Phuket Opinion: Forging a place for women on the force
Chollada Chokdeesrijun, 23, graduated from the Royal Police Cadet Academy last year and started working at the Chalong Police Station on November 1. Originally from Bangkok, she and her family moved to Phang Nga when she was 13 years old.
Here Lt Chollada talks about why it is important to have women on the police force, and the challenges she has faced as one of the first Thai female officers.
PHUKET: One of the main issues with not having enough female officers on the force is that it is easier for female drug smugglers to operate in Phuket.
Male officers are not allowed to do frisk searches of female suspects. This often causes delays, as the officer has to look around for a woman who can search the suspect. With more female officers, we would be better able to crack down on drug smuggling.
Female officers are also essential to handling rape and sexual assault cases. They are more effective in dealing with these cases because female victims are usually more willing to talk with them. This has become increasingly important, as the number of these kinds of cases is on the rise.
Even though I can make these contributions, it has been very difficult to prove to male officers that I am just as capable as they are in preforming my duties. Being a police officer is a tough job that demands a lot of respect, and our society is not really open to females holding such a position.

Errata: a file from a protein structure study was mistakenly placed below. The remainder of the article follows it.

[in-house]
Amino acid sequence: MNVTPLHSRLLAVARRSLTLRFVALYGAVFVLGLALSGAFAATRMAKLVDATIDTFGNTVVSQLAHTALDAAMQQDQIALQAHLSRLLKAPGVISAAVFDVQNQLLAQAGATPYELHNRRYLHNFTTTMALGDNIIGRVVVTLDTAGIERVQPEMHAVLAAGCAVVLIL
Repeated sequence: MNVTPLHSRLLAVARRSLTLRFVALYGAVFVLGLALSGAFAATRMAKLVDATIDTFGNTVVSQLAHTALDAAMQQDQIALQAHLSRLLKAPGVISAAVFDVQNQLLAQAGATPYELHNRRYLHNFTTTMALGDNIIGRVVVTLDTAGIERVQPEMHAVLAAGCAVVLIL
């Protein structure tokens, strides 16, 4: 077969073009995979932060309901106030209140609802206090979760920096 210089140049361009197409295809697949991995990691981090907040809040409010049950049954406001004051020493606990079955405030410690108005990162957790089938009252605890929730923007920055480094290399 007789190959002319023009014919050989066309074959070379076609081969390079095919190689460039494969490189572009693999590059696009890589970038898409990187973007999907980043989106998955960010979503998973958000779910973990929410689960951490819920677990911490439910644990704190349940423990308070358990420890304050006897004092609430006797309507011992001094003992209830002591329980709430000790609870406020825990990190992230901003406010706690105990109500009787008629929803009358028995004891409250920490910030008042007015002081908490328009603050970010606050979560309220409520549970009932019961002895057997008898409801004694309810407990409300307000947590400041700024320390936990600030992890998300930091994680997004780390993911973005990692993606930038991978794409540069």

In the law, it is written that everyone is equal. However, that is not the reality within our society. Even when women prove that we are able to do anything male officers do, it’s difficult for some of them to accept us.
To preserve our image as police officers, we have to act both tough and respectable at all times, both on and off duty.
When I first started working here, I had the feeling that some of my colleagues did not have any confidence in me. Maybe they thought I was there to make coffee and take care of them. However, since they have seen the quality of my work, I think they accept me as a fellow member of the team who can fulfill my responsibilities.
I believe that by giving trust and respect first, I can gain the trust and respect of those around me.
Still, I have to prove every day that I can do this job. I have to be self-disciplined and most of all, I have to control my temper.
I spent four years training for this, and the hardest part of my training was controlling my temper. My seniors would often try to get me to fly off, but as an officer of the law I can’t allow that to happen; I have to keep a cool head.
When I was growing up, I didn’t expect to become a police officer – I wanted to be an engineer. But when I saw that the Royal Police Cadet Academy had opened its gates to women for the first time, I wanted to join. It’s an honorable job, something my parents can be proud that I am doing.
I have changed a lot since becoming a police officer. Because of my position and the uniform I wear, people expect a lot from me. Part of my job is deciding when people are right and wrong, and because my decision will have repercussions on their lives and those of others, I have to be very certain and can’t make a mistake.
I know a lot of people don’t like the police, but I deeply believe in HM King Bhumibol Adulyadej, who said that if we fulfill our duties and abide by the law, our society will move forward. I do the best I can at my job.
I would like to thank Chalong Police Superintendent Krittapas Det-intarasorn, seniors officers and my other colleagues for recognizing me as an essential member of the team.
— Chutharat Plerin
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